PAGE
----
The Arroyo satellite was part of a series of so called Program 11 or P-11 "Subsatellite Ferrets", low orbit ELINT/SIGINT satellites to pinpoint and characterize different Radar emitters in the Soviet Union and Warsaw pact states.
Arroyo was a communications intelligence (COMINT) payload scanning the 1200–2250 MHz range. Although the payload was on orbit only one month, it collected a large quantity of information.
The satellites were based on Lockheed's P-11 bus, which was designed to fit on the aft rack of the Agena-D upper stage. The bus contained each one or two focused payload black boxes and different antenna configurations according to payload, as well as deployable solar arrays. The satellite featured two solid rocket motors, which allowed them to rise and circularize their orbit after deployment from the host satellite. Both spin or gravity gradient stabilization was possible.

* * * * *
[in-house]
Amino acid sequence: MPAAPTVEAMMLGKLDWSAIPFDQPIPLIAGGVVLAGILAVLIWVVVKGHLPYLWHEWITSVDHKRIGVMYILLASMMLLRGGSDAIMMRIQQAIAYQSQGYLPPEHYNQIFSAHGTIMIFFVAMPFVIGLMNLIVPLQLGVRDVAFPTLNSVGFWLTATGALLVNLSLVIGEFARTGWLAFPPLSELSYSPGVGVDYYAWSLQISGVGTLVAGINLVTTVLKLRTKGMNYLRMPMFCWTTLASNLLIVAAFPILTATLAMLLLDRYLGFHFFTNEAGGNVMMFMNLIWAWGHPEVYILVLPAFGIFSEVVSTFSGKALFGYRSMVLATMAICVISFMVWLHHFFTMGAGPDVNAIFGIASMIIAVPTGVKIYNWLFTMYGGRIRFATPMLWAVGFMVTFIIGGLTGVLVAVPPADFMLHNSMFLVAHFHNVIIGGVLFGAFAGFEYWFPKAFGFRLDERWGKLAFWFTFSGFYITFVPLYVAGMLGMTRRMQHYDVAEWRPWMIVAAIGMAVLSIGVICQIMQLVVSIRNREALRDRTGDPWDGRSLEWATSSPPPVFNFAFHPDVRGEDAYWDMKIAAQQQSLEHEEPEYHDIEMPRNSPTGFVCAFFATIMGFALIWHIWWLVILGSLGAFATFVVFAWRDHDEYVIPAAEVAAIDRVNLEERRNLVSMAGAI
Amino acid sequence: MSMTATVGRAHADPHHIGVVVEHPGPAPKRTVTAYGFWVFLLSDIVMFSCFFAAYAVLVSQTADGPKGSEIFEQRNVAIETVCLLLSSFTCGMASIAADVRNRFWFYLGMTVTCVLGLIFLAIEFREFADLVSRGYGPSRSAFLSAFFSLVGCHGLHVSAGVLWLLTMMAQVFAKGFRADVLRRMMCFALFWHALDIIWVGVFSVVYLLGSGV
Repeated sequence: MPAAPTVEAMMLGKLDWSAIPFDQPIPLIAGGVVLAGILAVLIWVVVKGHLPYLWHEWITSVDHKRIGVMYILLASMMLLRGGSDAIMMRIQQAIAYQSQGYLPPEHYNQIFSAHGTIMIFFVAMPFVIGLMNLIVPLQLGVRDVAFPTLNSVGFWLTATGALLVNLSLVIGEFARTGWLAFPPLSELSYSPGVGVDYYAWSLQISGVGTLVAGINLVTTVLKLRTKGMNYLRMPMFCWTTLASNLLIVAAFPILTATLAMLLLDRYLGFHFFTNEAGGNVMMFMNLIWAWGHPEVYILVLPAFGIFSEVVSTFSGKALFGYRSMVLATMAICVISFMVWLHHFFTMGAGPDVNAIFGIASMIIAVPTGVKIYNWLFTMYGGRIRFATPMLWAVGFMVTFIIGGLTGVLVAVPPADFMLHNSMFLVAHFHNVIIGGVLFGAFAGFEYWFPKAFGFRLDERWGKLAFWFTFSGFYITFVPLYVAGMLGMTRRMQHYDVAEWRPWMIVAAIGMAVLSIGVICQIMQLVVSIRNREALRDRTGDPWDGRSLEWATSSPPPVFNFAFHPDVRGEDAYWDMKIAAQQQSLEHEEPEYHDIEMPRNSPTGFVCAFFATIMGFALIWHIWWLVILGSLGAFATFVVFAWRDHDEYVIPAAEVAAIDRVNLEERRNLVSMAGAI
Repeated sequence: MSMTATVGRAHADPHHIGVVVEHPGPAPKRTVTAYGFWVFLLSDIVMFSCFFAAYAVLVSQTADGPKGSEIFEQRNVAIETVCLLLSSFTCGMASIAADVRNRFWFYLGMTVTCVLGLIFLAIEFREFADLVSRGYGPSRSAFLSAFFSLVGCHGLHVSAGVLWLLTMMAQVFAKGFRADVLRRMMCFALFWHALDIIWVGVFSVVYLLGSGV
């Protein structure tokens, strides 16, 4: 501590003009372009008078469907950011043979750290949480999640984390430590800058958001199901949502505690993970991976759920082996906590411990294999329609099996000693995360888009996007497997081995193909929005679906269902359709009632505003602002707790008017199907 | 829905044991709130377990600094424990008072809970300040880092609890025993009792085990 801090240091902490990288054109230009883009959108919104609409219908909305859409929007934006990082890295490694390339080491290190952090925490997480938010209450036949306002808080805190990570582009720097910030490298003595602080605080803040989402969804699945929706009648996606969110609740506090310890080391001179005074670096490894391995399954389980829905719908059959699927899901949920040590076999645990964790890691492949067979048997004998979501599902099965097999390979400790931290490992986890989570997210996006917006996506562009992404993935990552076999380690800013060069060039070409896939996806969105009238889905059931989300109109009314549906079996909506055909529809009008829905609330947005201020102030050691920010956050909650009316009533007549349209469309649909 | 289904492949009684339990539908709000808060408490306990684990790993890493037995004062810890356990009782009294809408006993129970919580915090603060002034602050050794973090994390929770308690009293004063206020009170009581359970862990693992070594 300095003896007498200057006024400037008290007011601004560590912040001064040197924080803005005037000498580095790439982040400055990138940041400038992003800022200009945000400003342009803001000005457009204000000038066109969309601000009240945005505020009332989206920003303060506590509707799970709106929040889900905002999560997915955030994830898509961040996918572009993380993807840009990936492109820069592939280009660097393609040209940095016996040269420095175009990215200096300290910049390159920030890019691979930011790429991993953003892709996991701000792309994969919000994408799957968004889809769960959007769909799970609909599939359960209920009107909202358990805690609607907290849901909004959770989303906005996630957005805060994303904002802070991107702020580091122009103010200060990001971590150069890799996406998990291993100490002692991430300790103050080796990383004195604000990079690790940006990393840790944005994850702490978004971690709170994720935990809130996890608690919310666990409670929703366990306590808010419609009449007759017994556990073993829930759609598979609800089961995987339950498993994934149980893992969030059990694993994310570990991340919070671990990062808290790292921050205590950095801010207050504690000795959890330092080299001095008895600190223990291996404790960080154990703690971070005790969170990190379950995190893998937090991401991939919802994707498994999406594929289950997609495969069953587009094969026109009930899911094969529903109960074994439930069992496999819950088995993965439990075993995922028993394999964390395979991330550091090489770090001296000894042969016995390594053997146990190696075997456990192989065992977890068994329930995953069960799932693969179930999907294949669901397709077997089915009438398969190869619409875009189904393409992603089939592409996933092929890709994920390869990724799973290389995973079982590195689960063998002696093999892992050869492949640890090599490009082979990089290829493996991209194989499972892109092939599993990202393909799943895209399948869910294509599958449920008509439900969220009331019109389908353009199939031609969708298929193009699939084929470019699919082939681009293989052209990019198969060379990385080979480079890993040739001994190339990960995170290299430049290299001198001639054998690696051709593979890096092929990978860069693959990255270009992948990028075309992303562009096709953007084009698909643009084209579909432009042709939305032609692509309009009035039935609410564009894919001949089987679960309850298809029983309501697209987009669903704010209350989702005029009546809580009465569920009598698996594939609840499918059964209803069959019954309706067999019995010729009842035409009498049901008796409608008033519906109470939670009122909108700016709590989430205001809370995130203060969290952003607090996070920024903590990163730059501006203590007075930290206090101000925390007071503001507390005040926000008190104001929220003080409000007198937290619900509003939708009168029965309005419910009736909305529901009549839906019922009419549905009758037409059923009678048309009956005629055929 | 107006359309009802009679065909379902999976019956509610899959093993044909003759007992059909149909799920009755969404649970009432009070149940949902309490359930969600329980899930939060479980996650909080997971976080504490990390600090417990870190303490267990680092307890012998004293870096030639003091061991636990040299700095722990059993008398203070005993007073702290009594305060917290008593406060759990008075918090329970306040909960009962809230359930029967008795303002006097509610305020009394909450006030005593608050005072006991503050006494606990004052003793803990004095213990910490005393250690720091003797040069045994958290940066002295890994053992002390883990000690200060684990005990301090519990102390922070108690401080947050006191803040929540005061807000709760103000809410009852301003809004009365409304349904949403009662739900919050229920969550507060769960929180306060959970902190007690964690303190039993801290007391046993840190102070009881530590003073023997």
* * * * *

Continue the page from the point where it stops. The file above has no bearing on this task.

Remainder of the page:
This subsatellite was deployed from the propulsion rack of an Agena-D stage of a KH-4B Corona satellite. It used two solid-fuel kick-motors to maneuver itself into its operational orbit after deployment.
Arroyo was launched on 16 September 1971 and performed exceedingly well until mid-October 1971 at which time the spacecraft suffered a power failure, thus ending the mission.
|Type / Application:||COMINT|
|Contractors:||Lockheed (bus); Airborne Instrument Lab (payload)|
|Power:||Solar cells, batteries|
|Orbit:||487 km × 504 km, 75.07°|
|Arroyo (P-11 4427, Mission 7337, OPS 7681)||1971-076B||10.09.1971||Va SLC-3W||Thorad-SLV2H Agena-D||with KH-4B 15|